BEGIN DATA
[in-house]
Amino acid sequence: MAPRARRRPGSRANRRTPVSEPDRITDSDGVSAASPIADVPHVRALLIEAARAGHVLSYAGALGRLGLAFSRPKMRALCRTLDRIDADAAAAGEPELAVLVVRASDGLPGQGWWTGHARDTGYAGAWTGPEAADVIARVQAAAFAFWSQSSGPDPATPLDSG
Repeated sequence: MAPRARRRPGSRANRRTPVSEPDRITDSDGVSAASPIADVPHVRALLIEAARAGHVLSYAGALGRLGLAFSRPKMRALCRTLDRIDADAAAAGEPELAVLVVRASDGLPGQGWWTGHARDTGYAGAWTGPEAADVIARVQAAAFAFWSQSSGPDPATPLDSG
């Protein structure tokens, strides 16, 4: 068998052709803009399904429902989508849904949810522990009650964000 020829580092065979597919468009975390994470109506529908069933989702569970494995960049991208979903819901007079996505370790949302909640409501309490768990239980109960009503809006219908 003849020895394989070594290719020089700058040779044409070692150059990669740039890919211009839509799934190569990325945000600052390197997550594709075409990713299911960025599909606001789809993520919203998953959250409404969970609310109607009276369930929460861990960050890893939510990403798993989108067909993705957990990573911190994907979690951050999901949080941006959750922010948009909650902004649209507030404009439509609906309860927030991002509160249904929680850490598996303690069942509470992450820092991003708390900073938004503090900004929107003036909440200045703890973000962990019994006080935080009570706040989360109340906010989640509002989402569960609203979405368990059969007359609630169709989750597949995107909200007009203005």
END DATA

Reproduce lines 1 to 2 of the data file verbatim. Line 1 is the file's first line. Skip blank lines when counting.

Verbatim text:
[in-house]
Amino acid sequence: MAPRARRRPGSRANRRTPVSEPDRITDSDGVSAASPIADVPHVRALLIEAARAGHVLSYAGALGRLGLAFSRPKMRALCRTLDRIDADAAAAGEPELAVLVVRASDGLPGQGWWTGHARDTGYAGAWTGPEAADVIARVQAAAFAFWSQSSGPDPATPLDSG